By the universal property of the limit this has a unique lift to a cone in the under category over :
It therefore remains to show that this is indeed a limiting cone over . Again, this is immediate from the universal property of the limit in . For let be another cone over in , then is another cone over in and we get in a universal morphism
A glance at the diagram above shows that the composite constitutes a morphism of cones in into the limiting cone over . Hence it must equal our morphism , by the universal property of , and hence the above diagram does commute as indicated.
This shows that the morphism which was the unique one giving a cone morphism on does lift to a cone morphism in , which is then necessarily unique, too. This demonstrates the required universal property of and thus identifies it with .
- Remark: One often says “ reflects limits” to express the conclusion of this proposition. A conceptual way to consider this result is by appeal to a more general one: if is monadic (i.e., has a left adjoint such that the canonical comparison functor is an equivalence), then both reflects and preserves limits. In the present case, the projection is monadic, is essentially the category of algebras for the monad , at least if admits binary coproducts. (Added later: the proof is even simpler: if is the underlying functor for the category of algebras of an endofunctor on (as opposed to algebras of a monad), then reflects and preserves limits; then apply this to the endofunctor above.)
Pedagogical vidoes that explain limits and colimits are at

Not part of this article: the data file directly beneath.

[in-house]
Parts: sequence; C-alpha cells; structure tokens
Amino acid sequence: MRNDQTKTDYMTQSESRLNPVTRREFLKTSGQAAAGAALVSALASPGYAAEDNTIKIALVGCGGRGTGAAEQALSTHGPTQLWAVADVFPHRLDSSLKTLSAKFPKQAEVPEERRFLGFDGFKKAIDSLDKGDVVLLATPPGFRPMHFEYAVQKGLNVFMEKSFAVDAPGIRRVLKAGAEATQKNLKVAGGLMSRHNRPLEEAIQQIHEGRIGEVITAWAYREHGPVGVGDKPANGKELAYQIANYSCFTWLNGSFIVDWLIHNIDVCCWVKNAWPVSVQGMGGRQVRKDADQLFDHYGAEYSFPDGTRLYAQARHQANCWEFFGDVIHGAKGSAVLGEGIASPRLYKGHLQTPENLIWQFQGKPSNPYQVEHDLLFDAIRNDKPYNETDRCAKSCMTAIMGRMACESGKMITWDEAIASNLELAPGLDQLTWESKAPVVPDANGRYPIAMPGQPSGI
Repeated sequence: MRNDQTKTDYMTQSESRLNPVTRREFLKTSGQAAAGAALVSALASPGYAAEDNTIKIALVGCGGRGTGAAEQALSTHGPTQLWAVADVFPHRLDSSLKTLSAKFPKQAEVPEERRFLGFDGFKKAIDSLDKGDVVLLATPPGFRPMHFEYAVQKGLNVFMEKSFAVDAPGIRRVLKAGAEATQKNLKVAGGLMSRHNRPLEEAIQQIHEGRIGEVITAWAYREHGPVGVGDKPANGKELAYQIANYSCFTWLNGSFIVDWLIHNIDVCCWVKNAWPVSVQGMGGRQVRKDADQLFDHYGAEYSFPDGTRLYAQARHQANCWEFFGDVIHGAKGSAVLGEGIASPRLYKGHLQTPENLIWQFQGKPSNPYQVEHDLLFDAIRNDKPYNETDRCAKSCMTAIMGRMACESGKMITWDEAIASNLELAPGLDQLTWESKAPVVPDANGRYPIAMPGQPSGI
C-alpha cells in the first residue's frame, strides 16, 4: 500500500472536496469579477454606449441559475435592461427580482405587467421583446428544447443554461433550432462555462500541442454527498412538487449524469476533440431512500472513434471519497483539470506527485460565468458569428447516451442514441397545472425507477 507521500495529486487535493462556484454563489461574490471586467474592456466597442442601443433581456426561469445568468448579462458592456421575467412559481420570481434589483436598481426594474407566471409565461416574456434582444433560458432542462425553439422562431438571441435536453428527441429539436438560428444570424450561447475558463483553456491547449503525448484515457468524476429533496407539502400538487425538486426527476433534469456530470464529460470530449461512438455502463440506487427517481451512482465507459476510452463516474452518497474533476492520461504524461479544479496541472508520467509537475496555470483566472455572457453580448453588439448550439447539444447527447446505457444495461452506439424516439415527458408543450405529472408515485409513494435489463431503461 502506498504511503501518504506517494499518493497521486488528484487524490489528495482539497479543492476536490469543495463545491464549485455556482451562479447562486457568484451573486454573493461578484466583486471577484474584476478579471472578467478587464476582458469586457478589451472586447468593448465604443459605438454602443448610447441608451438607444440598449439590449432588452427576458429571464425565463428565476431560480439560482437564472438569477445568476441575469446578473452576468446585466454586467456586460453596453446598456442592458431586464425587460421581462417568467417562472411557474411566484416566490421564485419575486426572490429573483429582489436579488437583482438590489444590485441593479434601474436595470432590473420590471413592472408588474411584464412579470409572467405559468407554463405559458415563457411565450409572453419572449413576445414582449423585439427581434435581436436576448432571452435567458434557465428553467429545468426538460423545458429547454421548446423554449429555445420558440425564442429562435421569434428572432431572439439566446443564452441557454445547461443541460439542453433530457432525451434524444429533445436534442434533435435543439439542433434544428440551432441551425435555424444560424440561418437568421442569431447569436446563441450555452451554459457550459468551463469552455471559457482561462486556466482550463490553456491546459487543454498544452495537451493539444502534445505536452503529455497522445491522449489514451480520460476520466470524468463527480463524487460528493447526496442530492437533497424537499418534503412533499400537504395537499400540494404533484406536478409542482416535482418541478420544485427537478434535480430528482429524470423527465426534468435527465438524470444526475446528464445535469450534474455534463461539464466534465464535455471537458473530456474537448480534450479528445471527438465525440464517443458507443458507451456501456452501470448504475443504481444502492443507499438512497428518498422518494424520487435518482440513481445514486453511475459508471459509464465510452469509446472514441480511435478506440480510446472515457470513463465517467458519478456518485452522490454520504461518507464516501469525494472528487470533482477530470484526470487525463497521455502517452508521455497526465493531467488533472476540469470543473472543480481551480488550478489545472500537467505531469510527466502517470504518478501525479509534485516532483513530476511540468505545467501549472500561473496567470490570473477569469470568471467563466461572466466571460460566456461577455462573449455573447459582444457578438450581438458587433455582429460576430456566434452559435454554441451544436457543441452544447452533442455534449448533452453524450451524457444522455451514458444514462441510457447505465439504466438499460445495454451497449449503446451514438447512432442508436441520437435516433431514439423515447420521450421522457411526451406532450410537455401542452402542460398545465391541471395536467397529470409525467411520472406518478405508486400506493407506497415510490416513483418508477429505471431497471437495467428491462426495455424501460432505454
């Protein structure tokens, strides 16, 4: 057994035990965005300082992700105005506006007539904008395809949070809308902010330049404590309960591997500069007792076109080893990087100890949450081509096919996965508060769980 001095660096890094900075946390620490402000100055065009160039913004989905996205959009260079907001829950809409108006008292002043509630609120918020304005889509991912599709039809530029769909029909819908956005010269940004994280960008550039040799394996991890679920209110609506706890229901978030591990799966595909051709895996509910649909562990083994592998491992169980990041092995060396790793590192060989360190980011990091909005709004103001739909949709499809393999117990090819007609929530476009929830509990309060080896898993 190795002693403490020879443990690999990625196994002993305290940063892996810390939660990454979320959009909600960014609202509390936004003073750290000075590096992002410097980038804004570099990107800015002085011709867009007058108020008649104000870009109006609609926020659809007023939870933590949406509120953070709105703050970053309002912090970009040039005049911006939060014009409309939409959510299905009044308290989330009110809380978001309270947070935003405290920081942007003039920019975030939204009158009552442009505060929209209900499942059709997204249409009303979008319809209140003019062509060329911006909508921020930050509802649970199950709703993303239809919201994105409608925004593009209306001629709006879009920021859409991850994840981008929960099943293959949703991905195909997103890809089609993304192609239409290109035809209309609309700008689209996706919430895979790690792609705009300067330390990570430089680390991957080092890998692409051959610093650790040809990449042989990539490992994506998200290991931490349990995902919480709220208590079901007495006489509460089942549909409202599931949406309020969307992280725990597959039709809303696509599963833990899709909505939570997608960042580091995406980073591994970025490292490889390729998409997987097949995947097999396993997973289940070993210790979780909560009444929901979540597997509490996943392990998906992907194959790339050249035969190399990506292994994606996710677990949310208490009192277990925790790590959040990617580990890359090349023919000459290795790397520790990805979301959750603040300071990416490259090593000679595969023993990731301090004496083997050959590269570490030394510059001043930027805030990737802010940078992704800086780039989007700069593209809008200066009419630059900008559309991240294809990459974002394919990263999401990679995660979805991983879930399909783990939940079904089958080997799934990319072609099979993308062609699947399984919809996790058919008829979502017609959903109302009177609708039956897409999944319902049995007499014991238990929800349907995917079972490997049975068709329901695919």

A web-based program that generates componentwise illustrations of simple limits and colimits in Set is developed at
More on the inner workings of this program is at Paine on a Category Theory Demonstrations program
the following discussion originated from an earler version of this entry
Todd Trimble: So far, this is a really good article. However, I would not say in this last line “if either limit exists”, because small limits on the right certainly exist always since is complete; instead, “if exists”.
Urs: thanks, Todd, I have changed the above now accordingly. Please don’t hesitate to correct and/or improve things you see as needed.
By the way, I am not completely happy with this entry as yet. It was originally motivated from the desire to explain in small steps the computation of limits and colimits to those readers unfamiliar with it. Currently this here mostly just lists results, where maybe we would eventually want to include also pedagocial proofs.
The material below “explanation for programmers” goes more in that pedagogical direction, though I’d think eventually it would be good to also have the kind of pedestrian explanation given there but without (at first) its realization in Python! :-)
an earlier version of this entry, which contained the material now branched off at Paine on a Category Theory Demonstrations program, led to the following discussion
Urs Schreiber: sorry to say this, but I am not so happy with the following material here at this particular entry. This entry here is supposed to explain limits and colimits. Originally I thought that the computer program described below should be used here to help explain limits and colimits. For instance by using its graphical output for illustration purposes. But instead the material below explains how to write that program . That may be of interest, too, but here at this entry it seems a bit of a distraction. Could we move the following material to its seperate entry?
Toby: I would agree that the material on how to write the program would work well in a separate entry, say programming coproducts?. On the other hand, you definitely want to keep the first two lines here; they do just what you want and could be expanded on here.